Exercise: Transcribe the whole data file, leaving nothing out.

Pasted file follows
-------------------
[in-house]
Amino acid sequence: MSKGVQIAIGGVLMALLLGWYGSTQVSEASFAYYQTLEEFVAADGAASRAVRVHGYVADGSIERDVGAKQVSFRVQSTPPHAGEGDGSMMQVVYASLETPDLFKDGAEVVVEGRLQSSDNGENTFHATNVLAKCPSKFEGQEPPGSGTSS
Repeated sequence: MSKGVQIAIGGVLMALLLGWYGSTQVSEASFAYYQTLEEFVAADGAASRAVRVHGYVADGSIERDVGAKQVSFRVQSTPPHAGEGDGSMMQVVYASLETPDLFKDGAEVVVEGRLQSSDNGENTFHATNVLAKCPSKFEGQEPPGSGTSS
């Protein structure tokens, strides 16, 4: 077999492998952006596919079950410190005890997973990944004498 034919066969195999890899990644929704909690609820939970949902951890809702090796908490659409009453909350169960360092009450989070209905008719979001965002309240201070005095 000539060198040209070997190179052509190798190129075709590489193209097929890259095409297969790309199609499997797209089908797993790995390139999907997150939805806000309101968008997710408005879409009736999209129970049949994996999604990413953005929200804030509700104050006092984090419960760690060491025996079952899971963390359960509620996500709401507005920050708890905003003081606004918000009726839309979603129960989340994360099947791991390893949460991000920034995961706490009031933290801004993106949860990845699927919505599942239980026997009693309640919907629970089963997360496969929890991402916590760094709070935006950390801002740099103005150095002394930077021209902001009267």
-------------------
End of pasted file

[in-house]
Amino acid sequence: MSKGVQIAIGGVLMALLLGWYGSTQVSEASFAYYQTLEEFVAADGAASRAVRVHGYVADGSIERDVGAKQVSFRVQSTPPHAGEGDGSMMQVVYASLETPDLFKDGAEVVVEGRLQSSDNGENTFHATNVLAKCPSKFEGQEPPGSGTSS
Repeated sequence: MSKGVQIAIGGVLMALLLGWYGSTQVSEASFAYYQTLEEFVAADGAASRAVRVHGYVADGSIERDVGAKQVSFRVQSTPPHAGEGDGSMMQVVYASLETPDLFKDGAEVVVEGRLQSSDNGENTFHATNVLAKCPSKFEGQEPPGSGTSS
């Protein structure tokens, strides 16, 4: 077999492998952006596919079950410190005890997973990944004498 034919066969195999890899990644929704909690609820939970949902951890809702090796908490659409009453909350169960360092009450989070209905008719979001965002309240201070005095 000539060198040209070997190179052509190798190129075709590489193209097929890259095409297969790309199609499997797209089908797993790995390139999907997150939805806000309101968008997710408005879409009736999209129970049949994996999604990413953005929200804030509700104050006092984090419960760690060491025996079952899971963390359960509620996500709401507005920050708890905003003081606004918000009726839309979603129960989340994360099947791991390893949460991000920034995961706490009031933290801004993106949860990845699927919505599942239980026997009693309640919907629970089963997360496969929890991402916590760094709070935006950390801002740099103005150095002394930077021209902001009267």